By Kat Richter for The Dance Journal
Photos by Valerie Giacobbe
Under the direction of Sarah Mitteldorf, the artists of Kaleid Theatre braved Friday night’s snow storm for an eclectic cabaret at The Performance Garage this past weekend. The show featured twelve acts ranging from Irish step dance to Bulgarian folk music, complete with card tricks and balloon animals courtesy of the evening’s Master of Ceremonies Ben Grinberg. Some worked better than others—Mitteldorf’s hornpipe, for example, felt rushed and unfinished despite her evident training—but all in all, it was a charming display of talent and new ideas.
Wearing a pair of maroon boxer briefs, 17-year old Aaron Berman performed a dark solo on the lyra, a large hoop suspended from the ceiling. Like a spider spinning a web, he wound his long limbs around the hoop, balancing in all sorts of twisted positions as he swung through the air. In one particularly exciting moment, he ran towards the audience then dove backwards into the hoop just in time to keep from falling off the edge of the stage. His transitions were a bit awkward—like Olympic gymnasts who struggle with the “dance steps” between their aerials—but he showed enormous promise for such a young performer.
Josie Learns to Love Again performed by Nina Giacobbe comprised a humorous mash up of red-nose clowning and creative aerial work. Charge, performed by Lauren Rile Smith and Lee Ane Pompillo of Tangle Movement Arts was a duet turned trio thanks to the addition of a single lyra. Utilizing both counterbalance and momentum, the two women swung across the stage, contorting their bodies to fit within the round hoop. Their performance energy and costumes were mismatched, making the work feel somehow not quite there yet, but the premise was intriguing in its chosen medium.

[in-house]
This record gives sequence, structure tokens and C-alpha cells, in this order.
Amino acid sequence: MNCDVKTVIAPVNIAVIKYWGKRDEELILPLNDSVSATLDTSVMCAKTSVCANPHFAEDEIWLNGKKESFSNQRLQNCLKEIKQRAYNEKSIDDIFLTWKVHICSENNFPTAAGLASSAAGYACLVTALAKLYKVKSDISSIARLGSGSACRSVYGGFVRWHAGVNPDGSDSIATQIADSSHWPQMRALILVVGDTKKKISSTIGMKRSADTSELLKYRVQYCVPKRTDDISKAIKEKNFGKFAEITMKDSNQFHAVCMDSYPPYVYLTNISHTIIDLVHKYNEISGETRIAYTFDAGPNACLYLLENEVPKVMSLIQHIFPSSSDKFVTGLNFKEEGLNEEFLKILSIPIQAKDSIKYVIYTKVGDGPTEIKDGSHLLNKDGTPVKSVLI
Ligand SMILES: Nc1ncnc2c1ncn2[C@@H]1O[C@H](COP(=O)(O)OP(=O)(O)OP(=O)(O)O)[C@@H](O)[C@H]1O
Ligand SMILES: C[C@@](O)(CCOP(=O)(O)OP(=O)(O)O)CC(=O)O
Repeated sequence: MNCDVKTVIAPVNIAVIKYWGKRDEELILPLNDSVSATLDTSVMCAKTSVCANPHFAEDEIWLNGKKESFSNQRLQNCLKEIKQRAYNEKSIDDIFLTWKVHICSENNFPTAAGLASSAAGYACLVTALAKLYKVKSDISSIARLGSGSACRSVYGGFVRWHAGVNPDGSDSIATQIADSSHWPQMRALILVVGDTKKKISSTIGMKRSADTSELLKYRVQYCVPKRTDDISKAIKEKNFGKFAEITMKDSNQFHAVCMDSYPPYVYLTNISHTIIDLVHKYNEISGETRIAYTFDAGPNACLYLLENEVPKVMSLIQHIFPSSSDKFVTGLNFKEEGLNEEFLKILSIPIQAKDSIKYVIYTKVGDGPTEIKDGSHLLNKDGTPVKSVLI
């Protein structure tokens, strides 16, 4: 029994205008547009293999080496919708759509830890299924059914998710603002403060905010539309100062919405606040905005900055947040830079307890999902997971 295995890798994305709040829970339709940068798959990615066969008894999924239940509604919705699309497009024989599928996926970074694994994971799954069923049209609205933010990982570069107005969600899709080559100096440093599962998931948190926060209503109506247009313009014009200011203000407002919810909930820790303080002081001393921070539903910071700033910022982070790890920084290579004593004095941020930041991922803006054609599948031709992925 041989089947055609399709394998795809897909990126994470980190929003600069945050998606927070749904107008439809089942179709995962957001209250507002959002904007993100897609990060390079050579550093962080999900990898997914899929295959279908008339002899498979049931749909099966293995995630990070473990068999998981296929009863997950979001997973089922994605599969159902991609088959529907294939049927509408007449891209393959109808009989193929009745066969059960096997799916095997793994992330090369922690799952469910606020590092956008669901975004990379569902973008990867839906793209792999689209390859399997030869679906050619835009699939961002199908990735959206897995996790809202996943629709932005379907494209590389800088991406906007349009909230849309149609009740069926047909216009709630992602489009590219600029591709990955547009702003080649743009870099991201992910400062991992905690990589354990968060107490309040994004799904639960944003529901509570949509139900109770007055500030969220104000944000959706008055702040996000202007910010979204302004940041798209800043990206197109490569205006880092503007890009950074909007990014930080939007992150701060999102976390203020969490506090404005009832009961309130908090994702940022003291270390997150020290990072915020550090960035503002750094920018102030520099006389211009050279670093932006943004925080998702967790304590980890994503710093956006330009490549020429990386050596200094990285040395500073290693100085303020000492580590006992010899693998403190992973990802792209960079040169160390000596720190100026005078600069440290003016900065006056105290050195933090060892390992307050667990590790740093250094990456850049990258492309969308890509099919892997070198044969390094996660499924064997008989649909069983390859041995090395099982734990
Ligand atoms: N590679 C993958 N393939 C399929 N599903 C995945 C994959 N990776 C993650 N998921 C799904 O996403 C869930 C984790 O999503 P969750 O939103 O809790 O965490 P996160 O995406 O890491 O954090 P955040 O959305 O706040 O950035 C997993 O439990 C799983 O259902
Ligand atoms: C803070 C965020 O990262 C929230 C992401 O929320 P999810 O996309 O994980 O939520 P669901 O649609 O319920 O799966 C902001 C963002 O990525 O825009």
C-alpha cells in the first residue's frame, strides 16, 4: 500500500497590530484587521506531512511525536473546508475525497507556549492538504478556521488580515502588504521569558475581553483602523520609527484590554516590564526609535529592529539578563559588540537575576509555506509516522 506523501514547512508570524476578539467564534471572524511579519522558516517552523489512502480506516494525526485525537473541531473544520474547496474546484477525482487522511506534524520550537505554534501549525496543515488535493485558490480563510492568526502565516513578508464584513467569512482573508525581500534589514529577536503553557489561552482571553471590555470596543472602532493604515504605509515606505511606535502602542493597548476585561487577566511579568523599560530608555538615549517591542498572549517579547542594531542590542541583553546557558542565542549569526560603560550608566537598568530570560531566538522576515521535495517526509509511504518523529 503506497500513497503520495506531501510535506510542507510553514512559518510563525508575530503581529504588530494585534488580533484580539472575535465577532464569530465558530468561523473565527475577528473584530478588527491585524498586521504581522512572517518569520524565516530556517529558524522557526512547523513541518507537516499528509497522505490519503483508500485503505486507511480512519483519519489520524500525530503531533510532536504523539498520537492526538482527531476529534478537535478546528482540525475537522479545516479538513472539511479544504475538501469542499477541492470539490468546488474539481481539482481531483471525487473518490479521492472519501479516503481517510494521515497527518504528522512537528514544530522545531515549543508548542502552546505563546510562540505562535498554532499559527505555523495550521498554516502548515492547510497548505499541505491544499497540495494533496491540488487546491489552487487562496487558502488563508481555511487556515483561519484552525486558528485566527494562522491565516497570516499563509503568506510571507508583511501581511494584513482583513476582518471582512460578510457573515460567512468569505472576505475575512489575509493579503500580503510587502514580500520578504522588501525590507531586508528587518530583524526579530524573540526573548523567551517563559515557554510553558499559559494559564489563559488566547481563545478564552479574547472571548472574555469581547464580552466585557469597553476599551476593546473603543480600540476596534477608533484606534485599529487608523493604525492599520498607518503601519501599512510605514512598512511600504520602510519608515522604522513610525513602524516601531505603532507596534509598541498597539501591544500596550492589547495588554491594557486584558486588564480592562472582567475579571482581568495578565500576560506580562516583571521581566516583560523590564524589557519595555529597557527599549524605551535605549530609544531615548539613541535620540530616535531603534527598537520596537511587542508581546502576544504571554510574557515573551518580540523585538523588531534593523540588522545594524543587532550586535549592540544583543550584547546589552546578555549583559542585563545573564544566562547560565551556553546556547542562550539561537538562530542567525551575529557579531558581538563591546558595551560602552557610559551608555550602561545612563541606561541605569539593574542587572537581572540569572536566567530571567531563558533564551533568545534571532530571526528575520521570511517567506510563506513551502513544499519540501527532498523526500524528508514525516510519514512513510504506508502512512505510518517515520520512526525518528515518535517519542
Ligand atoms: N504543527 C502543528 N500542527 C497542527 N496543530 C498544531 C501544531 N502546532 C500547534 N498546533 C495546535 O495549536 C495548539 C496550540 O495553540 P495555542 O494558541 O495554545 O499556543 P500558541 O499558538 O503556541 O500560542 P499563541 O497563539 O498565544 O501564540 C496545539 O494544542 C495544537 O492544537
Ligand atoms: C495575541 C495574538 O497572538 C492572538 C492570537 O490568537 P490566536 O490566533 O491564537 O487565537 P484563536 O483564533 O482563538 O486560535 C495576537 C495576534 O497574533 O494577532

Samantha Rose Schwab and Laurie Lenox both performed solos on the rope, an aerial device that is exactly what the name would suggest: a long piece of rope suspended from the ceiling. Schwab’s The levee, breaking was inspired by the tragedy of New Orleans in the wake of Hurricane Katrina. She wore waders and trekked across the stage, as if crawling through debris, then began to climb the rope utilizing different configurations to support her weight as she pitched forward, slithering head first towards the floor. Lenox’s solo was more whimsical. Using her hands to wind the rope around her waist, she hung suspended for a moment than unraveled like a spool of thread dropped from the air.
A duet performed by dancers Kimya Imani Jackson and Bianca Frisby, Pre/Post combined text and pedestrian movements into an elegant commentary on after effects of collision, the evening’s theme. I was sad that it ended so quickly. Susan Gates solo, Addiction, was equally well-thought out. She repeated the same phrase once, twice, then a third time with greater difficulty each round symbolizing the loss of a struggle with adduction. Her jumps became steps, then just a lilt, then finally a collapse to the floor.
Bounce, the final work of the evening, featured Rachel O’Hanlon-Rodriguez, Schwab and Giacobbe under Mitteldorf’s direction. The piece combined movement and text to tell stories of childhood parties, study abroad and the neglected ecosystems of New Orleans using the common thread of falling and bouncing to connect the disparate narratives. The stories were somewhat self-indulgent but the use of pantomime and partnering made them come alive in unexpected ways.
Kat Richter is a freelance writer and teaching artist. She holds an MA in Dance Anthropology and is also the co-founder of The Lady Hoofers, Philadelphia’s only all-female tap company. Her work can be found at www.katrichter.com.
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